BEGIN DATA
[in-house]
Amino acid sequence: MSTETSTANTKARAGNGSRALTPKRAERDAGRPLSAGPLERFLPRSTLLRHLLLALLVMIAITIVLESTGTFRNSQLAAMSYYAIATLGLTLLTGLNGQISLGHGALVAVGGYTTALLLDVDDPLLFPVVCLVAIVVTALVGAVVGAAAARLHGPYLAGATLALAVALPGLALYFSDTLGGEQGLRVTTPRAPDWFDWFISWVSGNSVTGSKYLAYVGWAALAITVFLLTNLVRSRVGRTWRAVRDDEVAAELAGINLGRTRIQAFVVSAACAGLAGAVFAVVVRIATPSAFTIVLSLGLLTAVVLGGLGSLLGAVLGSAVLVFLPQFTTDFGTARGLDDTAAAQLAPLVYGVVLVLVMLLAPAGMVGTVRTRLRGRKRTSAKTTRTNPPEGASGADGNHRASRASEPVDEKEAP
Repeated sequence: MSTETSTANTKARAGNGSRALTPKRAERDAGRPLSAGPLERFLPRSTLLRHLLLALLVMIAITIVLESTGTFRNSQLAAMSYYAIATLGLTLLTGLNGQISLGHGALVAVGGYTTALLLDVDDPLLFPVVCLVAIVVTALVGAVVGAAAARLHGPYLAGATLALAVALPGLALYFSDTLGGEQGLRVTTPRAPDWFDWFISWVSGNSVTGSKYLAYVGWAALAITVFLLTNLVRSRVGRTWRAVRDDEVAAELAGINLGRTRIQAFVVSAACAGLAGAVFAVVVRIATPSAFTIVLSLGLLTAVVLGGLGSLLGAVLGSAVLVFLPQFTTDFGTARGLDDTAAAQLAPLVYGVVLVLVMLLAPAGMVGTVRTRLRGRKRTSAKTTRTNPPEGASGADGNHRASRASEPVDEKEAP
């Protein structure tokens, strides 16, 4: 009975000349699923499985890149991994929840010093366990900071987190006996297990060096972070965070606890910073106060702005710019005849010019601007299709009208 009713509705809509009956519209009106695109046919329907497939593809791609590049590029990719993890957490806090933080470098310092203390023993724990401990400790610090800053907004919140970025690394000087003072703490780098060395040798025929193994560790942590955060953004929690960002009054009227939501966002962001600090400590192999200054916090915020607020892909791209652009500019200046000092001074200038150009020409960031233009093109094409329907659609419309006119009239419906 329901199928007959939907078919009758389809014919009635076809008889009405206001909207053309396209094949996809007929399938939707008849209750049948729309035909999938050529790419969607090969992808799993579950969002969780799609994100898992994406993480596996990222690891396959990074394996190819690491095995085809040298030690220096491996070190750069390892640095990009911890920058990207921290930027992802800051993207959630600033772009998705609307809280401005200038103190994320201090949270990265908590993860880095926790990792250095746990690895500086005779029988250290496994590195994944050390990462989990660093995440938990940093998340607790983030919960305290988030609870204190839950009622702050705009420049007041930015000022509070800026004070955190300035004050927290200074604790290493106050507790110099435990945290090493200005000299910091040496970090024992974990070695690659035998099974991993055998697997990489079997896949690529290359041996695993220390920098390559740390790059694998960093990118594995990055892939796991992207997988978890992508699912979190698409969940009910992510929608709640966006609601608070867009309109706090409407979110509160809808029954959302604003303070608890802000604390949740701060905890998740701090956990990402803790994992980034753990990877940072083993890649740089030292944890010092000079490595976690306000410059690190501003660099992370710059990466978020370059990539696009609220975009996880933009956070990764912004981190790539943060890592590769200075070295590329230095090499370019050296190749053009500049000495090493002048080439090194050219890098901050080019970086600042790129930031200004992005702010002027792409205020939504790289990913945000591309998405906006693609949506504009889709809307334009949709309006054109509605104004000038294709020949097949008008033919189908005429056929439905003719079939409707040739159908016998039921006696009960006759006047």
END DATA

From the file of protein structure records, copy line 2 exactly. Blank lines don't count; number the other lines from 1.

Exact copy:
Amino acid sequence: MSTETSTANTKARAGNGSRALTPKRAERDAGRPLSAGPLERFLPRSTLLRHLLLALLVMIAITIVLESTGTFRNSQLAAMSYYAIATLGLTLLTGLNGQISLGHGALVAVGGYTTALLLDVDDPLLFPVVCLVAIVVTALVGAVVGAAAARLHGPYLAGATLALAVALPGLALYFSDTLGGEQGLRVTTPRAPDWFDWFISWVSGNSVTGSKYLAYVGWAALAITVFLLTNLVRSRVGRTWRAVRDDEVAAELAGINLGRTRIQAFVVSAACAGLAGAVFAVVVRIATPSAFTIVLSLGLLTAVVLGGLGSLLGAVLGSAVLVFLPQFTTDFGTARGLDDTAAAQLAPLVYGVVLVLVMLLAPAGMVGTVRTRLRGRKRTSAKTTRTNPPEGASGADGNHRASRASEPVDEKEAP